The idea of a Samurai School conjures images of swords, bows, armour and warfare in most western minds. But in reality the real Samurai schools were Japan’s historic equivalent of our elite private schools today, set to train the sons (sorry girls there were no places for you) of the ruling samurai military class in the ways of their forbears.
The curriculum was extensive, and designed to turn out a fully rounded, and grounded, adult who was much more than a warrior. Alongside swordplay and archery, domestic cleaning and cooking, calligraphy, astronomy and much more were taught.
Aizu Clan Nisshinkan School is a fully restored example, rebuilt from the remains and plans of the school that lay within the castle town grounds of Aizuwakamatsu. The original school and much else, including Tsuragajo castle, was devastated in the Boshin Civil War of 1868.
The Aizu Clan were among the last supporters of the Tokugawa shogunate against the modernising forces of the new Meiji government – as portrayed with poetic licence in The Last Samurai – and suffered in the defeat. Losing land, titles and livelihoods, many of those who survived were exiled to the tip of northern Honshu.
Visiting the Samurai School provides a fascinating glimpse into the period, and the lives of the students. The extensive grounds and buildings are divided into areas for furthering different studies, and the classroom scenes have been faithfully recreated with lifesize, and very lifelike, figurines portraying the activities undertaken.
Most feature excellent English captions so it’s easy to work out what’s on display if that’s not obvious. Nice to show the teenagers how Samurai kids learnt to scrub walls and floors!
One of Japan’s first swimming pools was another surprise. We are not talking indoor heated here kids, no, outdoor, bloody cold most of the year no doubt, and you learnt to swim in armor while keeping weapons dry.
As you would expect, Zen precepts play an important role, and the teachings of Confucius were central at Samurai School. Learning by rote and repetition of verses and calligraphy classes helped inculcate these in the minds of the young students.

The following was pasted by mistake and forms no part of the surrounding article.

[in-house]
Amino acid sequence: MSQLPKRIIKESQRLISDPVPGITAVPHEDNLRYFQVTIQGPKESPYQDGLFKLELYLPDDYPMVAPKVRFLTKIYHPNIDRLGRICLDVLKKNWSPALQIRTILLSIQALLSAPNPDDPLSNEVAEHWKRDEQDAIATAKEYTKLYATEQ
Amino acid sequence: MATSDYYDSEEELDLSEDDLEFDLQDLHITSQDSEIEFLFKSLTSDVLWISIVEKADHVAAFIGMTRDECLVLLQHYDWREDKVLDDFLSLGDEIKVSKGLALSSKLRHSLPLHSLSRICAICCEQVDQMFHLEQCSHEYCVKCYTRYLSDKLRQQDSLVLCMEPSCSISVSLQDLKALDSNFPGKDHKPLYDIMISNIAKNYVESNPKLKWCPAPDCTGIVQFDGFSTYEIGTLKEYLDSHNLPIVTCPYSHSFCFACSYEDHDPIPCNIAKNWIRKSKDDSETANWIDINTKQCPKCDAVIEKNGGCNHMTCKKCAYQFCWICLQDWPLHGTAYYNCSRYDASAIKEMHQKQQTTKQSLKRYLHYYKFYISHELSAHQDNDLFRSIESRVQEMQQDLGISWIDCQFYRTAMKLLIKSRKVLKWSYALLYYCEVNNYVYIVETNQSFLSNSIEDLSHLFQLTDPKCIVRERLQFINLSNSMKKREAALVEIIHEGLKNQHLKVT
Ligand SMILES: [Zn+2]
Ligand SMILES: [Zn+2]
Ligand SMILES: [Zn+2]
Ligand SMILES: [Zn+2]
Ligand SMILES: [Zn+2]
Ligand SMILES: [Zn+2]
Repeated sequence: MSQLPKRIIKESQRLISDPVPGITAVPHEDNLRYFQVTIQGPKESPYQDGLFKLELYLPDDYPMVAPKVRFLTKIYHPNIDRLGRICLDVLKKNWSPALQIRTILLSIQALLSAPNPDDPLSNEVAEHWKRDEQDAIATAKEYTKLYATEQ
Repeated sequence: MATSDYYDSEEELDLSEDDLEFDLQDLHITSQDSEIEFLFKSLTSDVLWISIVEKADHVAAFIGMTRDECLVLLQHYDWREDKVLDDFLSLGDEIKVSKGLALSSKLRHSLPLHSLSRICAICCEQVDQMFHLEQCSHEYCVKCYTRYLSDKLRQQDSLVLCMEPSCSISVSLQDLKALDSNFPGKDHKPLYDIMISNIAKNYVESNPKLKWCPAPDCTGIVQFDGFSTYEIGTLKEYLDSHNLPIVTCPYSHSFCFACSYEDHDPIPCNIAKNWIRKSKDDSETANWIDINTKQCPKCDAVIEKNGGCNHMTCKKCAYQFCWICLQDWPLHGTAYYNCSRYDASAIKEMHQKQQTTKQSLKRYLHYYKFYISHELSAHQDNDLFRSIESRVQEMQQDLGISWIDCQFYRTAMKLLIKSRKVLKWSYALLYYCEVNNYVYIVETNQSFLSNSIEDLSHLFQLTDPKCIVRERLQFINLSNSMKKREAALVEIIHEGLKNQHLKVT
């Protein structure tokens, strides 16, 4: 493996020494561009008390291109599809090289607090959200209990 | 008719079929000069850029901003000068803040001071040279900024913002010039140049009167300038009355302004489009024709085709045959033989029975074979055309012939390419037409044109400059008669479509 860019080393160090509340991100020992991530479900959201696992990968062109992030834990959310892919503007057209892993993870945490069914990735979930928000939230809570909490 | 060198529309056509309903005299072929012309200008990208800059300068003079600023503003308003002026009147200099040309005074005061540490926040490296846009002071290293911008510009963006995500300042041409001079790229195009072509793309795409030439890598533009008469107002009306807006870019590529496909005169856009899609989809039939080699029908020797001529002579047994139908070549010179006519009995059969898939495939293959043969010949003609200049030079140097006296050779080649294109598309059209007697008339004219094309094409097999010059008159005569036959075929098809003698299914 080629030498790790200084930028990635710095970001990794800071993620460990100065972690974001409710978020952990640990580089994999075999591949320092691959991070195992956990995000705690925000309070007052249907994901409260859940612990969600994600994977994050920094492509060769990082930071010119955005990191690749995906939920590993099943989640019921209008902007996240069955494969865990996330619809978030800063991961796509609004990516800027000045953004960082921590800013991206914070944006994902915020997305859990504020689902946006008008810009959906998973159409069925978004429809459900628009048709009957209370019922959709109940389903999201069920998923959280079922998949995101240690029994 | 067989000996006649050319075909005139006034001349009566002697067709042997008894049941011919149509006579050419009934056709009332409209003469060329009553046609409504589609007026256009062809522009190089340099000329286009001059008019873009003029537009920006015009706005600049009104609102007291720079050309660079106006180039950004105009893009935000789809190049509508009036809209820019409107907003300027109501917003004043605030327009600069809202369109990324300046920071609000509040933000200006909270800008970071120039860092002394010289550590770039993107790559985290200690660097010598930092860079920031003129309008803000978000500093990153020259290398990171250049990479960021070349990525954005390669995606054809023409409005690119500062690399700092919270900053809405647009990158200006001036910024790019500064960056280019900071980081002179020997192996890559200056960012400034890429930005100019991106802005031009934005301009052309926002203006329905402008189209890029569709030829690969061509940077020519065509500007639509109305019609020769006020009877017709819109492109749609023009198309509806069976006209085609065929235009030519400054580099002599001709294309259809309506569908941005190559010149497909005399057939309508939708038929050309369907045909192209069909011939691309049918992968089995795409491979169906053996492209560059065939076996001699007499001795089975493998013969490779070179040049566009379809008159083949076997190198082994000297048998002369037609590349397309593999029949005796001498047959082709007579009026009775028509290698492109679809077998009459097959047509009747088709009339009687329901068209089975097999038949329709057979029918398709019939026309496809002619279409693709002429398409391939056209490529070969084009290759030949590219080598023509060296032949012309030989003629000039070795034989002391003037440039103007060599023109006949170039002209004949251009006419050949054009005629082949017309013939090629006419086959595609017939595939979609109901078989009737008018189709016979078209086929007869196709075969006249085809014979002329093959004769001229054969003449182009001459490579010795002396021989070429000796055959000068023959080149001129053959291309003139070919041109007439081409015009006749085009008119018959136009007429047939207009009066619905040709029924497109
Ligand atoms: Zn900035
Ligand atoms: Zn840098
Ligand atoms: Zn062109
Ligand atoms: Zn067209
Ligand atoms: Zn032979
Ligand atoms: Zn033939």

Talent was recognised: there was no set time to progress through the system, talented kids could rise more quickly through it, which helped identify future leaders.
The schools were not boarding, the kids went back home to their families at night, with the school originally centrally situated within the fortified town surrounded by a moat.
These days no visit is complete without enjoying some participatory activities like Kyudo – Japanese archery, painting, Zazen meditation or tea ceremony. No prizes for guessing which we opted for ..
There is something to engage all ages. The exhibit room with relics and mementos from the Boshin War and Aizu Clan exile period are particularly poignant.
One 15 year old exiled ex-student wrote to his mother complaining about the lack of food; she replied admonishing him for worrying about that while conditions back in Aizu were also tough. Her letter back fell out of his pocket, was seen by others who mocked him for it, so he committed hari kiri. At 15.
Yep, it was a tough school Samurai School, but Nisshinkan is well worth visiting when you are in the beautiful Aizu region.
Aizu Clan Nisshinkan Samurai School info, rates, access
Nisshikan is only a 20 minute or so taxi ride from Aizuwakamatsu Station (about ￥2,500).
Entry is ￥620 adults, ￥500 high school and ￥450 elementary school kids. Activities are a few hundred yen more.